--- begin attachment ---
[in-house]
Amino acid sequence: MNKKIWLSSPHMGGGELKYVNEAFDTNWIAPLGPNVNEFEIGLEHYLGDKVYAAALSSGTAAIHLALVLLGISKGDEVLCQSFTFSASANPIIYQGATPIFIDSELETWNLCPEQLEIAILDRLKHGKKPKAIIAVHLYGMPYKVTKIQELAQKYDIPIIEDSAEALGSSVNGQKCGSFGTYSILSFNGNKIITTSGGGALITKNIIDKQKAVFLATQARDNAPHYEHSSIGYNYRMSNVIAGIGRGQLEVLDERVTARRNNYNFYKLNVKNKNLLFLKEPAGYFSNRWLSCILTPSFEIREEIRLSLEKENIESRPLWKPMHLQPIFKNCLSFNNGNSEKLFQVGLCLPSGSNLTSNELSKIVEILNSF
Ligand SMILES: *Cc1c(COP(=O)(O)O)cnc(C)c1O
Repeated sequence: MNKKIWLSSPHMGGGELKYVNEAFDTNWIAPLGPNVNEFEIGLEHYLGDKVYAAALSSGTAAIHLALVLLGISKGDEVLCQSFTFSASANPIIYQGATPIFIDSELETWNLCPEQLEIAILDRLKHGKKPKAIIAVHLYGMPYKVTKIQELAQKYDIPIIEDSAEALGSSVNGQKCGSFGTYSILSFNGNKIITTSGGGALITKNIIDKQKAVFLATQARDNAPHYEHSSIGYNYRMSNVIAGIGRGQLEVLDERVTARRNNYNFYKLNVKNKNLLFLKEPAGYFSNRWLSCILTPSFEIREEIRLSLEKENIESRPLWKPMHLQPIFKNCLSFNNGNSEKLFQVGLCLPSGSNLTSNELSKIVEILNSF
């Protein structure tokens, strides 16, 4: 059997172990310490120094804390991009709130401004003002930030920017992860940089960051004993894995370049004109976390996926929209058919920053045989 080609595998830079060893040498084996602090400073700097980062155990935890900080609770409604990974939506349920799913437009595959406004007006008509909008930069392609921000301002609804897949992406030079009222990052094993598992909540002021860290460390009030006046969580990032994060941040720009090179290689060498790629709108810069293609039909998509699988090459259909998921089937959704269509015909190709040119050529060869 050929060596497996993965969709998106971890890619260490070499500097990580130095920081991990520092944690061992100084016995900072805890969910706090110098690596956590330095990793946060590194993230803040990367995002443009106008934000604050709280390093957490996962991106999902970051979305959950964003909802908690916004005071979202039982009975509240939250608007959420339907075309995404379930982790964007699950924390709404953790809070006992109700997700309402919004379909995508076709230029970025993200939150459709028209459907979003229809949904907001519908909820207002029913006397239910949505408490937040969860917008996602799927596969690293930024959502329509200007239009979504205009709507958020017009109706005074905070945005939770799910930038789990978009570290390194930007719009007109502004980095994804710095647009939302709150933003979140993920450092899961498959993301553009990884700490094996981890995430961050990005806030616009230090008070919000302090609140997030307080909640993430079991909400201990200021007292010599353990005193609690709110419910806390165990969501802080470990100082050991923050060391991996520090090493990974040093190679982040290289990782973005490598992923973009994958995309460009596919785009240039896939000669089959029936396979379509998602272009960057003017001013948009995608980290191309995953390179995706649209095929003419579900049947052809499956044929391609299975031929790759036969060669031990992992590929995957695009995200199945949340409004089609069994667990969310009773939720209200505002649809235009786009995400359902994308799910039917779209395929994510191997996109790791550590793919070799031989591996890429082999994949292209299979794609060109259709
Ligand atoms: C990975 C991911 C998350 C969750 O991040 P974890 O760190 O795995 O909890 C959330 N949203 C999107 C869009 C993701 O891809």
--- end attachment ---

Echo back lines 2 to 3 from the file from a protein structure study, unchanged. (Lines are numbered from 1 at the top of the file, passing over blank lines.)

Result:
Amino acid sequence: MNKKIWLSSPHMGGGELKYVNEAFDTNWIAPLGPNVNEFEIGLEHYLGDKVYAAALSSGTAAIHLALVLLGISKGDEVLCQSFTFSASANPIIYQGATPIFIDSELETWNLCPEQLEIAILDRLKHGKKPKAIIAVHLYGMPYKVTKIQELAQKYDIPIIEDSAEALGSSVNGQKCGSFGTYSILSFNGNKIITTSGGGALITKNIIDKQKAVFLATQARDNAPHYEHSSIGYNYRMSNVIAGIGRGQLEVLDERVTARRNNYNFYKLNVKNKNLLFLKEPAGYFSNRWLSCILTPSFEIREEIRLSLEKENIESRPLWKPMHLQPIFKNCLSFNNGNSEKLFQVGLCLPSGSNLTSNELSKIVEILNSF
Ligand SMILES: *Cc1c(COP(=O)(O)O)cnc(C)c1O